New York Attorney General Letitia James announced today the indictment (PDF) of brothers Ricky Paulino, 25, and Rahinier Paulino, 30, who have been charged with 16 crimes related to theft and possession of vehicles between January and October 2023. The indictment, unsealed in Bronx Supreme Court, came as a result of a joint investigation by the Attorney General’s Organized Crime Task Force (OCTF) and the New York City Police Department’s (NYPD) Auto Crime Division.
“For many New Yorkers, their car is their most valuable possession, and having it stolen can be devastating,” said Attorney General James. “These individuals used sophisticated methods to steal cars throughout New York City, but today we are bringing them to justice. I want to thank the NYPD and our partners in law enforcement for their assistance in this investigation to help protect New Yorkers.”
“These men were involved in a complex, high-tech undertaking that victimized innocent New Yorkers,” said NYPD Commissioner Edward A. Caban. “I commend the dedicated NYPD detectives from our Auto Crime Division who brought these vehicle thieves’ operation to a screeching halt, and I thank our many law enforcement colleagues – especially the investigators and prosecutors from the Attorney General’s Organized Crime Task Force – for recognizing the seriousness and intricacy of this case and helping to build a solid prosecution.”
As alleged in the indictment, from January to October 2023, Ricky Paulino stole at least four Honda vehicles throughout New York City. The investigation revealed that the stolen cars were identified and selected, and on the date of the theft, Paulino and others drove in a “follow car” to the parked location of the desired vehicle. Once they arrived, Paulino would break into the desired vehicle and reprogram the vehicle’s computer system to gain control of it. In a matter of minutes, Paulino was able to steal a vehicle without sounding alarms or drawing any attention, even in a dense urban setting. Paulino was also able to reprogram the vehicle to stop recognizing the true owners’ electronic keys, so that their keys stopped working. The stolen vehicles were then transported into the Bronx. Paulino’s crimes did not stop at New York’s borders. During one of the thefts, the follow car was tracked to a location in Massachusetts where the stolen vehicle was later observed and identified.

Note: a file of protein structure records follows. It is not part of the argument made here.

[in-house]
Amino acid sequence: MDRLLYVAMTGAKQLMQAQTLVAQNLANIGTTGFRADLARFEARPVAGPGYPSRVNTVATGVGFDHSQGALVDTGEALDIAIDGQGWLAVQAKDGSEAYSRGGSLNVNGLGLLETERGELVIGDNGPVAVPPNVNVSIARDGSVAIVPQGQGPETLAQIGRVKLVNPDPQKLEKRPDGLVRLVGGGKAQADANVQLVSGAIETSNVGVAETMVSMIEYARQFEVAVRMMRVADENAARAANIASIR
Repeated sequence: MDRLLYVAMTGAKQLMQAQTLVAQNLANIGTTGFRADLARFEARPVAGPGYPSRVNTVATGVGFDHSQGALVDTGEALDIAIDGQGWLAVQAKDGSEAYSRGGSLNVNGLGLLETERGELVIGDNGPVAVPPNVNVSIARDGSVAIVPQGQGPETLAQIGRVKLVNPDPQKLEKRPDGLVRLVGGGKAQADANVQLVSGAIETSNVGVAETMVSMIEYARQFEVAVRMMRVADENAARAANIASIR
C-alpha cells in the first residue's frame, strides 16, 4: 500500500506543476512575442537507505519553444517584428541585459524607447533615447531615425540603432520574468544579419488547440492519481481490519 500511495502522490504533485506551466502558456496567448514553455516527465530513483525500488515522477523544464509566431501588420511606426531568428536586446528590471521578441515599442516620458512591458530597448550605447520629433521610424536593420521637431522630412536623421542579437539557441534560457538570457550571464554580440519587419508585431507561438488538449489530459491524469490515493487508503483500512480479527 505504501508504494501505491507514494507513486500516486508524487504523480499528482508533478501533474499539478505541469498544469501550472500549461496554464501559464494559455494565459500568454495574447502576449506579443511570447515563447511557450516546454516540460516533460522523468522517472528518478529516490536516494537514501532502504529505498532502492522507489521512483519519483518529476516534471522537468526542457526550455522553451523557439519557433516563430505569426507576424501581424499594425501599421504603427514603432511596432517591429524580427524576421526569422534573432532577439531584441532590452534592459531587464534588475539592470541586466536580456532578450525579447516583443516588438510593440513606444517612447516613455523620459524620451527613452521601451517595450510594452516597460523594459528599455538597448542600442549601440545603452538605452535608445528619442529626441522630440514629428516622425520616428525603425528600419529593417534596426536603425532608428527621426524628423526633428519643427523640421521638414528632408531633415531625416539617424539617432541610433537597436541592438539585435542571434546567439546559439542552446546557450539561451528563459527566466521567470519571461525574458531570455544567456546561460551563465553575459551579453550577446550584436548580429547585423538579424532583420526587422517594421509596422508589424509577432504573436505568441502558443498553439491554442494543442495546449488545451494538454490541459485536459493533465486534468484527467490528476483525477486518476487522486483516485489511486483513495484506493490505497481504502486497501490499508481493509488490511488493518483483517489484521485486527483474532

The investigation further revealed that Ricky Paulino and Rahinier Paulino acted together to sell a stolen vehicle in the Bronx. The investigation included covert cameras, as well as analysis of data from cellular telephones, license plate readers, vehicle infotainment, and tracking systems.
In a 16-count indictment, Ricky Paulino is charged with Grand Larceny in the Third Degree, Criminal Possession of Stolen Property in the Second and Third Degrees, Unauthorized Use of a Motor Vehicle, and Conspiracy in the Fifth Degree. Rahinier Paulino is charged with Criminal Possession of Stolen Property in the Third Degree, Unauthorized Use of a Motor Vehicle in the First Degree, and Conspiracy in the Fifth Degree. If convicted, Ricky Paulino faces a maximum of 15 years in prison, and Rahinier Paulino faces a maximum of 7 years in prison.
The charges against the defendants are merely accusations and the defendants are presumed innocent unless and until proven guilty.
Attorney General James would also like to thank the Massachusetts State Police, the Randolph Township Police Department in New Jersey, the Clinton Township Police Department in New Jersey, the Yonkers Police Department, and the Bronx District Attorney’s Office for their valuable participation and assistance in this investigation.
The investigation was jointly led by NYPD Auto Crime Division’s Detective Scott Berger and OCTF Detective Luis Flores. Detective Berger is under the supervision of Sergeant Dominick Pazmino and Lieutenant Daniel Gallagher, and the overall supervision of Inspector Robert LaPollo. Detective Flores is under the supervision of Supervising Detective Bradford Miller, OCTF Assistant Chief Ismael Hernandez and OCTF Deputy Chief Andrew Boss. The Office of the Attorney General’s Investigations Division is led by Chief Oliver Pu-Folkes.
The case is being prosecuted by OCTF Assistant Deputy Attorney General Ann Lee, with the assistance of Legal Support Analyst Christine Cintron, under the supervision of Downstate OCTF Deputy Chief Lauren Abinanti. Nicole Keary is the Deputy Attorney General in Charge of OCTF. The Division for Criminal Justice is led by Chief Deputy Attorney General José Maldonado. Both the Investigations Division and the Criminal Justice Division are overseen by First Deputy Attorney General Jennifer Levy.